“If your very self is dangerous, how do you keep it safe?”

gatherum

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Secrets of the South. A weekend with the United Order of Tents, a semi-covert organization of black women.—KAITLYN GREENIDGE, Lenny Letter

This is the first night of the 150th anniversary celebration for the United Order of Tents, a secret society of black women. Annette Richter is the great-great-granddaughter of Annetta M. Lane, the enslaved woman who founded this order in 1867.

It is an organization made up of dozens of chapters all over the South and Northeast, with hundreds of members currently. It was founded on the ideals of freedom, independence, and self-autonomy, but it is also firmly rooted in the practical. The Tents is a massively successful, wonderfully efficient community self-help organization that has operated without outside help for over 150 years. But because it is run by and for black women — black churchwomen — it is largely unknown and in fact was deliberately kept secret for much of its existence.

Annetta M. Lane and Harriet R. Taylor, two black women from Virginia, founded this order in 1867. Annetta was enslaved in Virginia and, according to her family’s history, was a nurse on her plantation. This role meant that she moved both among the white enslavers in the main house and among the black people the family enslaved in the fields. Such a role meant she was valuable to the white slavers, and it also meant she could transmit information and care to those enslaved.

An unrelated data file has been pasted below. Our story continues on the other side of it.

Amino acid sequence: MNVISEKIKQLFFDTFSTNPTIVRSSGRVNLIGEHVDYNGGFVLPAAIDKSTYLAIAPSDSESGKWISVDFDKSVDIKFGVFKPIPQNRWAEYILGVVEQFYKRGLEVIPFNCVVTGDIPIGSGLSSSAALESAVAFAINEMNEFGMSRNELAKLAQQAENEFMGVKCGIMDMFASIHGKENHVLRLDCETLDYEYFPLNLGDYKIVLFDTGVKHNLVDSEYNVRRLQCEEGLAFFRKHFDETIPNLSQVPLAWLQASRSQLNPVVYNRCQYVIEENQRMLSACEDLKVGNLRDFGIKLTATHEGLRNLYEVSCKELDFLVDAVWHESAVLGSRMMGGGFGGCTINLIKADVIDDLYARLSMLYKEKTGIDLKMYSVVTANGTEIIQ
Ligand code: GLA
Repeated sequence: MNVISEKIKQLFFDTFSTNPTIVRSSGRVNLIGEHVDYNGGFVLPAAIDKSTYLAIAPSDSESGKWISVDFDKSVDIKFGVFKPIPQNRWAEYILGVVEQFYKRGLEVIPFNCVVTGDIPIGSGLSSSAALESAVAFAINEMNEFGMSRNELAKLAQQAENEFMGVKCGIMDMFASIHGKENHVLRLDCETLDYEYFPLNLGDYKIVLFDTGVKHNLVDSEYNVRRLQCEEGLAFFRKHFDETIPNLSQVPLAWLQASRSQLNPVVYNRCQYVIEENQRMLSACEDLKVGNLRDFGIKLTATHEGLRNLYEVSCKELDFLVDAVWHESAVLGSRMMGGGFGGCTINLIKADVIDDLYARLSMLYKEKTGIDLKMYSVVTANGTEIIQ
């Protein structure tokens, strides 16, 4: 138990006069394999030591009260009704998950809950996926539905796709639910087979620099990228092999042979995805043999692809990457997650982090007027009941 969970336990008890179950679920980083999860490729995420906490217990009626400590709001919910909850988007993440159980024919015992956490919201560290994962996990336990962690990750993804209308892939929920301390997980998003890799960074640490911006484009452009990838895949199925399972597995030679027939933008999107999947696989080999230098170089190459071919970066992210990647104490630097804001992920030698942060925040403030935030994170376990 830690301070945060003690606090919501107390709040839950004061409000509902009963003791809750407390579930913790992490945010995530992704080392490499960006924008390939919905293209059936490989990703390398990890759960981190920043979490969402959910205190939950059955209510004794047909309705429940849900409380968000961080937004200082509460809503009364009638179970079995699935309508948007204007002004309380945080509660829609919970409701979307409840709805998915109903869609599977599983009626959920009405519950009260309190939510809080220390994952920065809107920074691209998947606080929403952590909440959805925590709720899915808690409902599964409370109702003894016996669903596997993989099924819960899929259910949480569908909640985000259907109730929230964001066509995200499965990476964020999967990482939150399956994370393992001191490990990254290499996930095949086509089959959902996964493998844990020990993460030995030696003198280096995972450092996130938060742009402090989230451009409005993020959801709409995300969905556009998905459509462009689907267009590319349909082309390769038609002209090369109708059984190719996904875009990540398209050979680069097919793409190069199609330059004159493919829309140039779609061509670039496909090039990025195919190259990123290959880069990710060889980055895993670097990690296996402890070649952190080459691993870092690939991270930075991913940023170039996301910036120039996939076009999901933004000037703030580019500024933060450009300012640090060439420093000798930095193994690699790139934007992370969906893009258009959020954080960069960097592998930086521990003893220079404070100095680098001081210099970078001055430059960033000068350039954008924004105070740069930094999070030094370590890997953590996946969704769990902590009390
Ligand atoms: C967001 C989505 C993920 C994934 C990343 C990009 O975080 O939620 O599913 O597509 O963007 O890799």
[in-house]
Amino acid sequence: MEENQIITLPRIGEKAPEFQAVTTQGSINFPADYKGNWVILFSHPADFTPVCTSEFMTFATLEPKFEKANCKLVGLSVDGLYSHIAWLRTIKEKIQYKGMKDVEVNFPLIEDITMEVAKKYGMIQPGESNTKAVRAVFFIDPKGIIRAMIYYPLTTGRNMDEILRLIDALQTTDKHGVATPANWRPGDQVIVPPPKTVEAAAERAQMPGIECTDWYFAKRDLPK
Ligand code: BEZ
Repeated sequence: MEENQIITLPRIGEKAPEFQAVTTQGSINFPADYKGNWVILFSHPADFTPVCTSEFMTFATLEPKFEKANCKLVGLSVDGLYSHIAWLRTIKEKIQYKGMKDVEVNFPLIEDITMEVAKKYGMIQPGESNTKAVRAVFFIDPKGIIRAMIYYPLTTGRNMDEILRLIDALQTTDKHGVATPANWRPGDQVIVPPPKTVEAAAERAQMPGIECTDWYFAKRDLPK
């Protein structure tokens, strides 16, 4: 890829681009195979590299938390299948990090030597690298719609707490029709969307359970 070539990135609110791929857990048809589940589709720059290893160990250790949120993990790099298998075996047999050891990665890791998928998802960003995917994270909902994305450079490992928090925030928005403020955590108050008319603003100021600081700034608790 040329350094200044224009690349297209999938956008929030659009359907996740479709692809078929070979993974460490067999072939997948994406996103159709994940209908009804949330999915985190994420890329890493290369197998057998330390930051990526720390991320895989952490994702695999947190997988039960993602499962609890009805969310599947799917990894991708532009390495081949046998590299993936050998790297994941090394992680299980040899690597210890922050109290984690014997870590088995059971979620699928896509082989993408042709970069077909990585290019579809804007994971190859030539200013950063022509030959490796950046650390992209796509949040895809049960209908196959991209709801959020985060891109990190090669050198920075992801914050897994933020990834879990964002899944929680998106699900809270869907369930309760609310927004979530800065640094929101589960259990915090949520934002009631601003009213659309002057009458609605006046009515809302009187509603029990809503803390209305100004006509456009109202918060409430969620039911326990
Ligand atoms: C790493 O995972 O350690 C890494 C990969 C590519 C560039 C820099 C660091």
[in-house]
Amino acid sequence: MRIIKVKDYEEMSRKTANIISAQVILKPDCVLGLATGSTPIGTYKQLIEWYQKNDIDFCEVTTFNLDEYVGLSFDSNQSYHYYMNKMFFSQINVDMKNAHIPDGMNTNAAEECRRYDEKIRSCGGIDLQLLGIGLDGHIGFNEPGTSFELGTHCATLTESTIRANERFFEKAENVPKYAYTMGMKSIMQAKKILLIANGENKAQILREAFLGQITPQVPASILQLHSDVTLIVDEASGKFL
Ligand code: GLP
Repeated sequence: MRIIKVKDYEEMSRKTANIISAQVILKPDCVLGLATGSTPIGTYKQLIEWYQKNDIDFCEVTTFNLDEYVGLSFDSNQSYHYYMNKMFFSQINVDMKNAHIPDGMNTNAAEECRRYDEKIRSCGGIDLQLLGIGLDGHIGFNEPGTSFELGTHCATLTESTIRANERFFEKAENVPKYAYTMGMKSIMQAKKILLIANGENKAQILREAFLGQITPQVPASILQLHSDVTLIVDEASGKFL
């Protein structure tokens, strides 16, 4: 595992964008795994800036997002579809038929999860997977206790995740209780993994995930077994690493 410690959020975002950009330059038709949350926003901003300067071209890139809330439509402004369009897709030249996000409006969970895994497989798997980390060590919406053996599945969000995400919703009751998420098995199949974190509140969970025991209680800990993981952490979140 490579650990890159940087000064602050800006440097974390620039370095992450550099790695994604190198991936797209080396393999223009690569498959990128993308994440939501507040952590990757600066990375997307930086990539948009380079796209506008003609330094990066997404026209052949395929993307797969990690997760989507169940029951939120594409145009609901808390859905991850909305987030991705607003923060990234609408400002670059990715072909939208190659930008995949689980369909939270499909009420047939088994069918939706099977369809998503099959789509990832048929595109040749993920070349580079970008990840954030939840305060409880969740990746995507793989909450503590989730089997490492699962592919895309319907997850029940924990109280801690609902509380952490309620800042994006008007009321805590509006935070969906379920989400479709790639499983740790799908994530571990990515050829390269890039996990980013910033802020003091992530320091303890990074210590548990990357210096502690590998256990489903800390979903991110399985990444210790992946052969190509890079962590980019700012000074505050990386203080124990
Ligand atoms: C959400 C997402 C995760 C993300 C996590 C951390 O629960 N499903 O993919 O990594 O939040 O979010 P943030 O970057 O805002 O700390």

She was, in short, a perfect agent for the Underground Railroad, and by most accounts, she was instrumental in helping women escape.

If your very self is dangerous, how do you keep it safe? For the Tents, the answer lies in secrecy. From the beginning, when they operated as an organization to help women escape slavery, they operated furtively. Later, as they worked to build wealth and economic independence in a segregated world, secrecy was again key. They incorporated under the name of two white lawyers both because it made gaining credentials easier and because those names helped shield the radical work they were doing.

Even today, the Tents operate in secret.